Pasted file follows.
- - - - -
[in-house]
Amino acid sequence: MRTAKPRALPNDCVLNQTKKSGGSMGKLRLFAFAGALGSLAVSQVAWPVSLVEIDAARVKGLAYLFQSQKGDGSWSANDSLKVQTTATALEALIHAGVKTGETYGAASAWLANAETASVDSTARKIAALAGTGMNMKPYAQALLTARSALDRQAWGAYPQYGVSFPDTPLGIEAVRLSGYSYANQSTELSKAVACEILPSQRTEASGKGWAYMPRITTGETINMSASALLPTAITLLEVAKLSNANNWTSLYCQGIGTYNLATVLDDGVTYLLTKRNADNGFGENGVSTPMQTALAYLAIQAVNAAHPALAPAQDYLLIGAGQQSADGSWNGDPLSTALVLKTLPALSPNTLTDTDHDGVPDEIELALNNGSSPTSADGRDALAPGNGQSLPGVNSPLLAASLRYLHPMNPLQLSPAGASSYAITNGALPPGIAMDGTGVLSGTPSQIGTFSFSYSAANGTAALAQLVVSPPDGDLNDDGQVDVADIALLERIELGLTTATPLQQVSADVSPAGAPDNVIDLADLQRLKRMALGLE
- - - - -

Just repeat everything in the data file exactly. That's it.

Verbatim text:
[in-house]
Amino acid sequence: MRTAKPRALPNDCVLNQTKKSGGSMGKLRLFAFAGALGSLAVSQVAWPVSLVEIDAARVKGLAYLFQSQKGDGSWSANDSLKVQTTATALEALIHAGVKTGETYGAASAWLANAETASVDSTARKIAALAGTGMNMKPYAQALLTARSALDRQAWGAYPQYGVSFPDTPLGIEAVRLSGYSYANQSTELSKAVACEILPSQRTEASGKGWAYMPRITTGETINMSASALLPTAITLLEVAKLSNANNWTSLYCQGIGTYNLATVLDDGVTYLLTKRNADNGFGENGVSTPMQTALAYLAIQAVNAAHPALAPAQDYLLIGAGQQSADGSWNGDPLSTALVLKTLPALSPNTLTDTDHDGVPDEIELALNNGSSPTSADGRDALAPGNGQSLPGVNSPLLAASLRYLHPMNPLQLSPAGASSYAITNGALPPGIAMDGTGVLSGTPSQIGTFSFSYSAANGTAALAQLVVSPPDGDLNDDGQVDVADIALLERIELGLTTATPLQQVSADVSPAGAPDNVIDLADLQRLKRMALGLE